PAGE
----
What Is a Percutaneous Endoscopic Gastrostomy?
A percutaneous endoscopic gastrostomy (PEG, or G-tube) is the least invasive way of placing food directly into the digestive tract, a process called enteral feeding. The G-tube bypasses the mouth and esophagus and directly enters the stomach through the abdominal wall.
This outpatient procedure is typically done for an individual who has a temporary inability to swallow sufficient nourishment.
How Do I Prepare for My Procedure?
In the days before your G-tube procedure, tell your physician about any medications you take, including herbal supplements and over-the-counter medications. You may be asked to stop taking aspirin or other medications that thin your blood and may increase bleeding. Tell your doctor if you or someone in your family has a history of reactions to anesthesia. Your stomach will need to be empty of food for at least 8 hours and of simple liquids for at least 2 hours prior to surgery. Ask your endoscopist if you should continue to take your regular medications with a small sip of water. Wear loose, comfortable clothing on the day of your surgery. If you are going home after the procedure, someone else must drive you home and stay with you during the early recovery period.
How Is the Procedure Performed?
At the endoscopy unit, a nurse will start an IV for sedation and medication purposes. An endoscope (a flexible tube with a camera and a light on the end) is passed through the mouth, throat, and esophagus into the stomach. Your physician then makes a small incision (cut) in the skin of the abdomen over the stomach, and the feeding tube is then guided into the stomach, and the tube is secured into position, so it can’t easily move downstream or come out too easily.
What Can I Expect After My Procedure?
Immediately following the placement of a feeding tube, you will be watched closely for any complications, such as bleeding or unexpected pain. The G-tube will be secured to your abdomen with tape. You should expect to see some slight seepage around the PEG tube for the first 24 to 48 hours. A sterile gauze dressing will be placed around the incision. Your home care nurse will teach you how to change the dressing, as needed. Once the dressing has been removed and the area has healed, be sure to wash the area daily with soap and water.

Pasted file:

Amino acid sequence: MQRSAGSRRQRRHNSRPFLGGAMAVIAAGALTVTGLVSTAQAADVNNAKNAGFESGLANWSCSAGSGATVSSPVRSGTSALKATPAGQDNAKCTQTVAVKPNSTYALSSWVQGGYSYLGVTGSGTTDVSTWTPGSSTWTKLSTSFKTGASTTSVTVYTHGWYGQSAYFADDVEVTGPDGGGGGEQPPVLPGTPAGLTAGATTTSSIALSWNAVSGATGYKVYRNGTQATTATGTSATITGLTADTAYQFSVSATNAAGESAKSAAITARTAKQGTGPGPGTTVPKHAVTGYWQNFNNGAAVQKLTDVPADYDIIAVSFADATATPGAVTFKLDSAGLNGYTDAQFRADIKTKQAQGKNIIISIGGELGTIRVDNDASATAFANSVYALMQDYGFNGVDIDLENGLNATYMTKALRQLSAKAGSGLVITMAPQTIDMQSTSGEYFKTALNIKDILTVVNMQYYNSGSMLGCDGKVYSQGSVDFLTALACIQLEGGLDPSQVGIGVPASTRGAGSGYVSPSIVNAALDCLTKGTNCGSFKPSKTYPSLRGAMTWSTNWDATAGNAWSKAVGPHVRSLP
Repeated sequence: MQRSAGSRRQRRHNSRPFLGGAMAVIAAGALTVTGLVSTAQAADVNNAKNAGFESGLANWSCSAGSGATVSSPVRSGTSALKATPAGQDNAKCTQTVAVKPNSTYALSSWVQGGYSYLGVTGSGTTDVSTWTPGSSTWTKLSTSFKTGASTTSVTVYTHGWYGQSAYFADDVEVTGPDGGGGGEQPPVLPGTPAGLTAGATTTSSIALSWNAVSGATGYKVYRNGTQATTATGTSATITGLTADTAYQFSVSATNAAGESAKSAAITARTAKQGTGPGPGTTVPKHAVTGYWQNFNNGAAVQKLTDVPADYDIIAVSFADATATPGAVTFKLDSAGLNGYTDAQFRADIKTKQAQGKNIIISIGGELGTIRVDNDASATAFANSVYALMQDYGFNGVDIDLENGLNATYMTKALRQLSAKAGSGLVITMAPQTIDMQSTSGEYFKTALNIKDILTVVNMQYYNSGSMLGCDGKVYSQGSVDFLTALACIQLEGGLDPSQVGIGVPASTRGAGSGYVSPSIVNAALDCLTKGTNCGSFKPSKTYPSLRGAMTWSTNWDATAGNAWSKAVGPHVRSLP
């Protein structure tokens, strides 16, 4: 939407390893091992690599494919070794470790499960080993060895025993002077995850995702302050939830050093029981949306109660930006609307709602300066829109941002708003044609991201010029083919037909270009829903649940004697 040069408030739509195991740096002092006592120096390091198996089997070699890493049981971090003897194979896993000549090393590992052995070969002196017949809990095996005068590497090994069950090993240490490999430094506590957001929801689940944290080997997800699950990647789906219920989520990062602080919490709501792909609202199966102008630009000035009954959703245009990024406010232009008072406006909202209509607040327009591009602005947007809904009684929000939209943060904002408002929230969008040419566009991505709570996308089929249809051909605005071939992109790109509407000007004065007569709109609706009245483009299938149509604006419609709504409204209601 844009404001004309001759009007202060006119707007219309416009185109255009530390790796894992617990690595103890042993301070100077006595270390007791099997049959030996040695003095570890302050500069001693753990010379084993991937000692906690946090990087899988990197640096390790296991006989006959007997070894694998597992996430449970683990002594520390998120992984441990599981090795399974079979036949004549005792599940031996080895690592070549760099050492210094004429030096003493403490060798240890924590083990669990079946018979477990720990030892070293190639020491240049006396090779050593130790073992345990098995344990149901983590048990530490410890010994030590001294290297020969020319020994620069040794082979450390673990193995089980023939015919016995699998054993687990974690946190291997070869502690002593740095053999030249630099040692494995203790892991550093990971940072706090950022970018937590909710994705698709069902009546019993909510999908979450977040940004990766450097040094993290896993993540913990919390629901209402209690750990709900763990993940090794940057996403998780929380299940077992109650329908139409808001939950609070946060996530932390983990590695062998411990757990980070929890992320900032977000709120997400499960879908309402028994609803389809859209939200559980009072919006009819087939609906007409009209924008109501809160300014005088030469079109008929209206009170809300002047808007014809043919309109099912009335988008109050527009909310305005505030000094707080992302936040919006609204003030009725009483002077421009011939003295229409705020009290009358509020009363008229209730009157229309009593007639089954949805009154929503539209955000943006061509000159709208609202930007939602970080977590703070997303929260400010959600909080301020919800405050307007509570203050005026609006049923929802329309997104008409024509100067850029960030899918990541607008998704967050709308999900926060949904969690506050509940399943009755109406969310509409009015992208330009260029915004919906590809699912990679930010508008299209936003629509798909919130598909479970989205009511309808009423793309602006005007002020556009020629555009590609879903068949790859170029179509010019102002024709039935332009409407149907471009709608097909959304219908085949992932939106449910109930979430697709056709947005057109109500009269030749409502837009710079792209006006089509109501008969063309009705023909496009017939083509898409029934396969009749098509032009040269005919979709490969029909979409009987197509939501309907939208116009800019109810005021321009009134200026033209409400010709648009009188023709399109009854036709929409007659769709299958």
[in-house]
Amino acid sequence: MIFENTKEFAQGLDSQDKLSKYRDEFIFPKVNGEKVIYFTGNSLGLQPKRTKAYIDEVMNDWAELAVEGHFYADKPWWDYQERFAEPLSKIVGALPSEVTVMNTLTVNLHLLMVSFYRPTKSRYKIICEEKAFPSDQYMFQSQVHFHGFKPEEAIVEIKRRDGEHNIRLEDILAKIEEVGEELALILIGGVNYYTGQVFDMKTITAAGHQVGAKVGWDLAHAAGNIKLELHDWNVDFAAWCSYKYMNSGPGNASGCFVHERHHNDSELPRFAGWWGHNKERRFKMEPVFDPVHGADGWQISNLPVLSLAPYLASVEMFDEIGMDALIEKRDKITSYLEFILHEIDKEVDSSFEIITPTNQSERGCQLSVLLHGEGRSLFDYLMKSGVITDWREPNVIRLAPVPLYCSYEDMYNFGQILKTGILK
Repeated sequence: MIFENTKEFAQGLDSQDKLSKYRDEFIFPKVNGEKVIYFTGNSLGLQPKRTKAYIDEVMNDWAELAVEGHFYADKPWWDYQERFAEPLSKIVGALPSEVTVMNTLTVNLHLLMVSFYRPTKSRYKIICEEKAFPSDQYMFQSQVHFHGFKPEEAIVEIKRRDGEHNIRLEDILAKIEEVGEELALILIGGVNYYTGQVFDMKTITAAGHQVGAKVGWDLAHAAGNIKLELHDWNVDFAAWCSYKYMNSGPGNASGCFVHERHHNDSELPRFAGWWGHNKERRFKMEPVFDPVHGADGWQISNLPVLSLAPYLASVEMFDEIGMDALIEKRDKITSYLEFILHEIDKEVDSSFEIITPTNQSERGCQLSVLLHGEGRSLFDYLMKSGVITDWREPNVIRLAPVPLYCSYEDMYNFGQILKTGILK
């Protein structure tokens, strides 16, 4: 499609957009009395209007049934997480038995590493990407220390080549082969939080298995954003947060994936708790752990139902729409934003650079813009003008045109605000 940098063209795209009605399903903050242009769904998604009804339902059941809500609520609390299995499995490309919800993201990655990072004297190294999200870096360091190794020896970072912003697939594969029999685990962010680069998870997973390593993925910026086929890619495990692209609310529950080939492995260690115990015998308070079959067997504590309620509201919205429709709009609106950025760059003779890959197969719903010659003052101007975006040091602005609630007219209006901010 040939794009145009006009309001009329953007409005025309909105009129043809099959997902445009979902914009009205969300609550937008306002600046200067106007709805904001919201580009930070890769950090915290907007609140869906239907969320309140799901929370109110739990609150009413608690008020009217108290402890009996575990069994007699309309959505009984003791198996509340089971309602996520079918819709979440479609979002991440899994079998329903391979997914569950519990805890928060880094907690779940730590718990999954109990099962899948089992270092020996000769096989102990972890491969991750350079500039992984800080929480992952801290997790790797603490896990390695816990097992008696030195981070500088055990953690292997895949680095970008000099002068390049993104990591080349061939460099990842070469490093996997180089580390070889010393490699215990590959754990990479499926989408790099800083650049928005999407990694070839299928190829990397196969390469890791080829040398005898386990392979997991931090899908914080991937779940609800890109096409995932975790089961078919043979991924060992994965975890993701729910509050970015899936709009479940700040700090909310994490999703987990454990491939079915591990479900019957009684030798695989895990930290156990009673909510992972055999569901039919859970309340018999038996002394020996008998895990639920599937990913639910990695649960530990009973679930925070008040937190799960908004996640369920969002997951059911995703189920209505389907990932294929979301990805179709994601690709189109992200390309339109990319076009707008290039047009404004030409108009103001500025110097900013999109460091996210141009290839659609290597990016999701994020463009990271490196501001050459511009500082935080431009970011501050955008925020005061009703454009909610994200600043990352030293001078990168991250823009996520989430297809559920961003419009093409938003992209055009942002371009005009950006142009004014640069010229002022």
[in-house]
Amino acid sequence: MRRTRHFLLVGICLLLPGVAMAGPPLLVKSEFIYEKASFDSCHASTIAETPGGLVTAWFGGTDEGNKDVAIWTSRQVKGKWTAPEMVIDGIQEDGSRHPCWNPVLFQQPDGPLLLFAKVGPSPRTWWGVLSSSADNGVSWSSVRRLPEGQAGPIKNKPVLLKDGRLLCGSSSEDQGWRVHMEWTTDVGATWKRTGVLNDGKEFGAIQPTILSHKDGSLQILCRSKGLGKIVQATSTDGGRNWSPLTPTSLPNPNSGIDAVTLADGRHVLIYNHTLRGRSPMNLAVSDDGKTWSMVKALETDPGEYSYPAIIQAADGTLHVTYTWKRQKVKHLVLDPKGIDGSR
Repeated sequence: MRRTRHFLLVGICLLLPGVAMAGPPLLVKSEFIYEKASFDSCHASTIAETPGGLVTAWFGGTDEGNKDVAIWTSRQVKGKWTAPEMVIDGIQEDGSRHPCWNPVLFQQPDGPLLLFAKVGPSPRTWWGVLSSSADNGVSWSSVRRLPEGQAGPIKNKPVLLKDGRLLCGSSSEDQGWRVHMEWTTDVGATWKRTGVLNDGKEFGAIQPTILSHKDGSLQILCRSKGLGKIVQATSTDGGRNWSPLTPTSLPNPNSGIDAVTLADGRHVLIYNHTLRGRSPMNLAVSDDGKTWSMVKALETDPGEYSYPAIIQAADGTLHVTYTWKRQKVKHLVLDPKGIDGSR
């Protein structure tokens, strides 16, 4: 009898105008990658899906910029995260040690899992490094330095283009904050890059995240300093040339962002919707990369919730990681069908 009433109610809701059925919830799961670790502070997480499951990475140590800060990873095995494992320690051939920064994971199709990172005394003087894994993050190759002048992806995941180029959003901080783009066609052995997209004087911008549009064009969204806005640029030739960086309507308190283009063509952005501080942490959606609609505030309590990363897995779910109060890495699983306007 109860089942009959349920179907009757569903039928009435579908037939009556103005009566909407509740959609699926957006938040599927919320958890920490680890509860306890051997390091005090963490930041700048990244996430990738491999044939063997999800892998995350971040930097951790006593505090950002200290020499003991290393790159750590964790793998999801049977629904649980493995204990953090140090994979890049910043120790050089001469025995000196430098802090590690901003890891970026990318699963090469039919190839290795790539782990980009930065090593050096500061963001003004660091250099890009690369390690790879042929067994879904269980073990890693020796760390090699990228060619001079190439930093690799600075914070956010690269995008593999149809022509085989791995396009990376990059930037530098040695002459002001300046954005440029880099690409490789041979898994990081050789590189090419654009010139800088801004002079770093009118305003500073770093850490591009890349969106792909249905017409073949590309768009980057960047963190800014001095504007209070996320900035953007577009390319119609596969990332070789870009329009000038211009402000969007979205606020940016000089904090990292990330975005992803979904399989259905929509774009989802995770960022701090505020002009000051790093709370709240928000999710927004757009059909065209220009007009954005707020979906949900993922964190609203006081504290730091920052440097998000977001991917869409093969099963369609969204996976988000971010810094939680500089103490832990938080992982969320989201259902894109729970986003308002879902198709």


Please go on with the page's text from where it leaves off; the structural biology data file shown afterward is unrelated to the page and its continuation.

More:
What Are the Risks Involved With the Procedure?
Possible complications include infection of the puncture site (as is the case with any type of surgery), dislodgement of the G-tube, leakage or clogging of the tube, which can usually be remedied without replacing the tube. Bleeding sometimes occurs. If the stomach doesn’t function as it should, vomiting may occur. Patients who are very frail due to underlying disorders already have an increased risk of pneumonia and heart irregularities, and any sedated surgical procedure further increases these risks.
What Are My Alternatives to This Procedure?
There are alternatives to G-tubes. A nasogastric (NG) feeding tube can be passed through the nose into the stomach for feeding and is secured to the face with tape. Long-term use of these tubes can cause nose and sinus irritation, throat discomfort, and sometimes infection. These tubes also have a tendency to be accidentally pulled out. Sometimes, however, an NG feeding tube may be preferred over a G-tube, such as if the condition being treated is expected to have an especially short duration. Similar procedures can be done to place feeding tubes into the jejunum (intestine downstream from the stomach), as well, depending on the patient’s particular situation and needs.
Where Will the PEG Be Performed?
Percutaneous endoscopic gastrostomy is performed in a hospital or outpatient surgical facility. It is not necessary to perform a G-tube placement or removal in an operating room.
How Long Does the PEG Take?
A percutaneous endoscopic gastrostomy takes just 20 to 40 minutes to complete.
Do you have more questions about G-tubes and how it may help you or a loved one? Contact the location nearest you to find out more.